Philip Ball's tale is of a solar eclipse 100 years ago observed by Arthur Eddington, a British astronomer who travelled to the remote island of Principe off the coast of West Africa and saw the stars shift in the heavens. His observations supplied the crucial proof of a theory that transformed our notions of the cosmos and turned a German physicist named Albert Einstein into an international celebrity. But this is also a tale of how a Quaker tried to use science to unite countries. The reparations imposed on Germany after the war extended into science too as many in Great Britain and other Allied nations felt that German science should be ostracised from the international community. As a Quaker, Eddington wanted just the opposite: to see peaceful cooperation restored among nations.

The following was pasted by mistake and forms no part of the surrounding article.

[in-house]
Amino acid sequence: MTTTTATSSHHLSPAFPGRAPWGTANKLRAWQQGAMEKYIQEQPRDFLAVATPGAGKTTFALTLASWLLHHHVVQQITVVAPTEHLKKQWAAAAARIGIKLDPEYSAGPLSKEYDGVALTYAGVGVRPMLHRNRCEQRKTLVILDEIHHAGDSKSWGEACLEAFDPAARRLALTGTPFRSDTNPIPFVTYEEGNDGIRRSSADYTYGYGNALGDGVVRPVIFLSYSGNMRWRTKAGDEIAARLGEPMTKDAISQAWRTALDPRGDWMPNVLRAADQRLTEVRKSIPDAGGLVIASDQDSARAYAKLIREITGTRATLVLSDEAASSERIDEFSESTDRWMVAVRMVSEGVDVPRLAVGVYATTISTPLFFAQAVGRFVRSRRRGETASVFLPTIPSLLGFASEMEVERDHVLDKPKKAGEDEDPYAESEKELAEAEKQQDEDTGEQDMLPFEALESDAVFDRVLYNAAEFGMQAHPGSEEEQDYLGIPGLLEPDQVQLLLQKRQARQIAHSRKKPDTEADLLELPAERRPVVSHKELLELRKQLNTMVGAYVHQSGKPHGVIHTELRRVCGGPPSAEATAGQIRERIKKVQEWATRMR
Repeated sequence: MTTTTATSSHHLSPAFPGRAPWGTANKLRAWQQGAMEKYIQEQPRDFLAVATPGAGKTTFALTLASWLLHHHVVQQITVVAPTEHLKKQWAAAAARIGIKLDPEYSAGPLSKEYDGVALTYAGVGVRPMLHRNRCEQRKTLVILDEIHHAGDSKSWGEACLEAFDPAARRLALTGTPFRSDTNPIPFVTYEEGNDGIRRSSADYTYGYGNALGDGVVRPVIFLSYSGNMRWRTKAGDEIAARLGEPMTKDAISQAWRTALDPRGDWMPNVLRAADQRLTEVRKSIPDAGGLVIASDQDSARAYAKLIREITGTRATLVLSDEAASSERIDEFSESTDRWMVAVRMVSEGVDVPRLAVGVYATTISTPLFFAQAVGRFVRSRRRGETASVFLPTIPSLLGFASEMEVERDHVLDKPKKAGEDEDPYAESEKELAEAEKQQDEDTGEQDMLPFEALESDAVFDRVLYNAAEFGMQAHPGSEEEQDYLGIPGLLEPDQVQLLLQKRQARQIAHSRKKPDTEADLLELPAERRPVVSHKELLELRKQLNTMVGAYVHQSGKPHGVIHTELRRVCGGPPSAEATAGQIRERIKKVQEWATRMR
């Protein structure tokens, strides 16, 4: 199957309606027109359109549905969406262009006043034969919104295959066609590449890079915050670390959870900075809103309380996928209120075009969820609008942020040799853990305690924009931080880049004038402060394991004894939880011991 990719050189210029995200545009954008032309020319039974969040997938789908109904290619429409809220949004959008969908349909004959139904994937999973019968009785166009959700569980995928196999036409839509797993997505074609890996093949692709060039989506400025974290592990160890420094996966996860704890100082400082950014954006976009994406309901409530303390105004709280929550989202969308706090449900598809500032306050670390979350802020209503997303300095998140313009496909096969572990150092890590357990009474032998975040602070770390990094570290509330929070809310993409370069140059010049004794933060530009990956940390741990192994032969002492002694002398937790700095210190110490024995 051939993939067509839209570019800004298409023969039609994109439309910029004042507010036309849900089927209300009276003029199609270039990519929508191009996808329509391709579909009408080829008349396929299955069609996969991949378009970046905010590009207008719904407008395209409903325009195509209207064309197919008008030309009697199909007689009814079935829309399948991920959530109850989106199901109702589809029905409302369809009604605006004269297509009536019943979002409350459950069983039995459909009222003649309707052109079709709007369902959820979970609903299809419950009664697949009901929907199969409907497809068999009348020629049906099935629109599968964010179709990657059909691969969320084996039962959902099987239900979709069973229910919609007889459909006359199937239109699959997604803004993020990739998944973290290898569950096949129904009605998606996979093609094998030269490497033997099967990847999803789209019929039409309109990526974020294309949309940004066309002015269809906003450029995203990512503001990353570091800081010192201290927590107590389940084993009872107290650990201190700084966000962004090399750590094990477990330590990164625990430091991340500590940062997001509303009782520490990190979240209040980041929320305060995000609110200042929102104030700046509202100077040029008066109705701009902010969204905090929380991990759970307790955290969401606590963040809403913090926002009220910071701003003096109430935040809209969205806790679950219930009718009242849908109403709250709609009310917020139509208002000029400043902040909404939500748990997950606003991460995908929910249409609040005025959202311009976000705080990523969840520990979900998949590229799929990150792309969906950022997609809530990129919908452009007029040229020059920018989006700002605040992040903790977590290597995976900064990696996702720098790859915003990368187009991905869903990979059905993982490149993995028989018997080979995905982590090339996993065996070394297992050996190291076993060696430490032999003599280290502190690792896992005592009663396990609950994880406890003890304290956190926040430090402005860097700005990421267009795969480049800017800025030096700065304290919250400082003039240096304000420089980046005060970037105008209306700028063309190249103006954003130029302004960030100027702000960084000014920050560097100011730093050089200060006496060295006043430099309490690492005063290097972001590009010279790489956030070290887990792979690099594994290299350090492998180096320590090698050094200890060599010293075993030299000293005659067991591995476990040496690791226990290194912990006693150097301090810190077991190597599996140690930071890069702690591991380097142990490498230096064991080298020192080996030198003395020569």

Picture: Image of the 1919 Solar eclipse taken by Arthur Eddington (1882-1944), Credit: Science Photo Library
Producer: Erika Wright
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